Reverse:

The reverse of 1793 cents also has a beaded rim, though positioned more toward the center, with a concentric circle formed by UNITED STATES OF AMERICA and the denomination of 1/100 (the fraction bar is horizontal) just to the inside of the beads. The beads were replaced in 1794 and for the last two years by denticles. The center displays two curved laurel branches with berries, tied at the bottom with a flowing ribbon, that form a wreath enclosing ONE CENT. The edge of 1793-95 issues has the text ONE HUNDRED FOR A DOLLAR followed by a single leaf. Thin-planchet coins from 1795 and 1796 have a plain edge; four reeded edge 1795 cents are known, however.

Coin Specifications

Liberty Cap Cent
Years Of Issue: 1793-96
Mintage: High: 918,521 (1794); Low: 11,056 (1793)
Alloy: Copper
Weight: 1793-95: ±13.48 g; 1795-96 (thin planchet): ±10.89 g
Diameter: 29 mm
Edge: 1793-95: ONE HUNDRED FOR A DOLLAR followed by a single leaf; 1795-96: plain (there are four known reeded edge 1795 cents, possibly an experimental or trial issue)
OBV and REV Designer: Joseph Wright (1793-95 thick planchet, prepared by Robert Scot; 1795-96 thin planchet, prepared by John Smith Gardner)

 

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References

Bowers, Q. David. The Experts Guide to Collecting & Investing in Rare Coins. Whitman Publishing.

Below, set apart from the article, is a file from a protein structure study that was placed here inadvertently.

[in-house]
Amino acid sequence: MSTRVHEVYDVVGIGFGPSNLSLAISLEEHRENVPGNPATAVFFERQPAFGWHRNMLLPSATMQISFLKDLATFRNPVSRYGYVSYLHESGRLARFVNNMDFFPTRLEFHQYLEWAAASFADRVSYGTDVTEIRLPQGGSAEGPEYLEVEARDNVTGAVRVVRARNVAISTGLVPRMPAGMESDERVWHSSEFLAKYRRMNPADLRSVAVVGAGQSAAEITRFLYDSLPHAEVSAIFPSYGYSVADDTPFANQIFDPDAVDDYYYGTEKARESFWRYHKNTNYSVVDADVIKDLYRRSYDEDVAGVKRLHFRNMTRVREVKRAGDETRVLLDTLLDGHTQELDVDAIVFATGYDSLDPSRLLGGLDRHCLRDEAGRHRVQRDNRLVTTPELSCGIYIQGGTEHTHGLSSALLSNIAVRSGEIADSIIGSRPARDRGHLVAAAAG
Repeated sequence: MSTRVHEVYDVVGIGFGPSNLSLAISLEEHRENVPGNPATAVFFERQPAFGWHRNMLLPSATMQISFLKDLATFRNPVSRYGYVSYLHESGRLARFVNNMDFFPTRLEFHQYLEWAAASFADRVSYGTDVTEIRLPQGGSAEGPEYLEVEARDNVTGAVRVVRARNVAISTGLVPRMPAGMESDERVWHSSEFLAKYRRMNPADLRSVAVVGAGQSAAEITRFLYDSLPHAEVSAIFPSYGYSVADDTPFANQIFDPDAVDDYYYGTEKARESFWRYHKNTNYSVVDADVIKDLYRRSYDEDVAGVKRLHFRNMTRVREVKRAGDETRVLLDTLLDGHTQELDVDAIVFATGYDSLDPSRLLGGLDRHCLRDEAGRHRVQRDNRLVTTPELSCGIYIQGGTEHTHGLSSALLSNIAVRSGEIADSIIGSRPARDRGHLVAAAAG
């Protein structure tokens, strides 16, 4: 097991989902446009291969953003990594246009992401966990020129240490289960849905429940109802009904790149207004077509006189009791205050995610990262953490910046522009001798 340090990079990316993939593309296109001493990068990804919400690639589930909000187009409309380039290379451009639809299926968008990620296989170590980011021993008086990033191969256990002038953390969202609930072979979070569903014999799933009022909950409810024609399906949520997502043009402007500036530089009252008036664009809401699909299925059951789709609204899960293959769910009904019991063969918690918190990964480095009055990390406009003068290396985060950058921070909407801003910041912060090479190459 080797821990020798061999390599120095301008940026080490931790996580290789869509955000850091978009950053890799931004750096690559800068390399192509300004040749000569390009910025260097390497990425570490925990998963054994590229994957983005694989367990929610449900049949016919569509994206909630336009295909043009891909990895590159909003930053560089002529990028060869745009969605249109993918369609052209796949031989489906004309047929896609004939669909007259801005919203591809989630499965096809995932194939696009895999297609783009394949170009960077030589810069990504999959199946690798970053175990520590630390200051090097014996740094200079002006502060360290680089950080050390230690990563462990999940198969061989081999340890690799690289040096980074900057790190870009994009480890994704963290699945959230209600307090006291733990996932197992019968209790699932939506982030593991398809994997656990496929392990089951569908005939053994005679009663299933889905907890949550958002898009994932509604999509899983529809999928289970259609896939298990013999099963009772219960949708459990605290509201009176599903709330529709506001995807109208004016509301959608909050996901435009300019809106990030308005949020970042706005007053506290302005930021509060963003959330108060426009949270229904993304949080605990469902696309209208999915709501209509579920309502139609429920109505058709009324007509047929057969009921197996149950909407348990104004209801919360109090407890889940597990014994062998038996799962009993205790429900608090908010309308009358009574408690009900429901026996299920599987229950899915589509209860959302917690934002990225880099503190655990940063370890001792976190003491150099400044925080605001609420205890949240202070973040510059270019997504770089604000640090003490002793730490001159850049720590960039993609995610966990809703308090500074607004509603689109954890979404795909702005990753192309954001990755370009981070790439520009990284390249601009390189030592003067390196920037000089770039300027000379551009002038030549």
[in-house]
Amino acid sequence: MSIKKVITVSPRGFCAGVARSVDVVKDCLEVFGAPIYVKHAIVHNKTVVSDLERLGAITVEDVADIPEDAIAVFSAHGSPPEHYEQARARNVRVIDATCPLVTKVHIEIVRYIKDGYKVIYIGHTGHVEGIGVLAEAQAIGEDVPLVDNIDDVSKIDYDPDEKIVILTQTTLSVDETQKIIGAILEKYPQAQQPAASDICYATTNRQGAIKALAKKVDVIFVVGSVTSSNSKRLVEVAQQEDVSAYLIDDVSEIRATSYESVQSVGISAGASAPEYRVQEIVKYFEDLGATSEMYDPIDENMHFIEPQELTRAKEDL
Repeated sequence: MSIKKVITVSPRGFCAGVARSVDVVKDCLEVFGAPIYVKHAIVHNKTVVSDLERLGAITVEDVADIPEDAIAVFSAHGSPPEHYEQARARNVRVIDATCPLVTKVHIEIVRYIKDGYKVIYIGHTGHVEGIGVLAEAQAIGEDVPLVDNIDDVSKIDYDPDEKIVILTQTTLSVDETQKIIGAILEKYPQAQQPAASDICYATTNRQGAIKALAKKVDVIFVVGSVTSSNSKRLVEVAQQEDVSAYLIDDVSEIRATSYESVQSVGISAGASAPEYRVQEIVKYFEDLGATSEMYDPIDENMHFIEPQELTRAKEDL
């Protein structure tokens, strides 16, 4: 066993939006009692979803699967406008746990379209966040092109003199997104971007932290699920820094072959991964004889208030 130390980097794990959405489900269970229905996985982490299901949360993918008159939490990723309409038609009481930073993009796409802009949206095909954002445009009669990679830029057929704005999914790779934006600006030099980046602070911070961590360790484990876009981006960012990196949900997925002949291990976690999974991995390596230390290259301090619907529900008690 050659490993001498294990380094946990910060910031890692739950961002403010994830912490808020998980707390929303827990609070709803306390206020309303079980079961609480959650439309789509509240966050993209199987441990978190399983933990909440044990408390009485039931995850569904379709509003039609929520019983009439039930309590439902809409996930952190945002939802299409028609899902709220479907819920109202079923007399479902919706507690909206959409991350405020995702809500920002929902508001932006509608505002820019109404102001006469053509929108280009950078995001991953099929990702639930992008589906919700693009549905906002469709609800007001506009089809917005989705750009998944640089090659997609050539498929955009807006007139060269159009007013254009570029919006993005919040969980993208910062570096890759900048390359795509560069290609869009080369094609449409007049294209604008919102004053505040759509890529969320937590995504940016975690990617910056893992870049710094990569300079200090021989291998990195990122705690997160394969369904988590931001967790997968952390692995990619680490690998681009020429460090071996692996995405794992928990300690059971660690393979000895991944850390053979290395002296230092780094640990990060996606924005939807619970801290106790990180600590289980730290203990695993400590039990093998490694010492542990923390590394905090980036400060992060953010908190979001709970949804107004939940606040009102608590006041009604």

–. A Guide Book of United States Large Cents. Whitman Publishing.

–. A Guide Book of United States Type Coins. Whitman Publishing.

Breen, Walter. Walter Breen’s Complete Encyclopedia of United States Coins. Doubleday.

Breen, Walter and Mark Borckardt (editor). Walter Breen’s Encyclopedia of Early United States Cents, 1793-1814. Bowers and Merena Galleries.

Early American Coppers (EAC). www.eacs.org.

Guth, Ron and Jeff Garrett. United States Coinage: A Study by Type. Whitman Publishing.

Noyes, William C. United States Large Cents, 1793-1814. William C. Noyes.

Sheldon, William H. Penny Whimsy. Quarterman Publications.

Taxay, Don. The U.S. Mint and Coinage. Arco Publishing.

Yeoman, R.S and Jeff Garrett (editor). The Official Red Book: A Guide Book of United States Coins. Whitman Publishing.

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CoinWeek Notes
CoinWeek Notes
CoinWeek Notes presents expert analysis and insights from Charles Morgan and Hubert Walker, the award-winning editors of CoinWeek.com.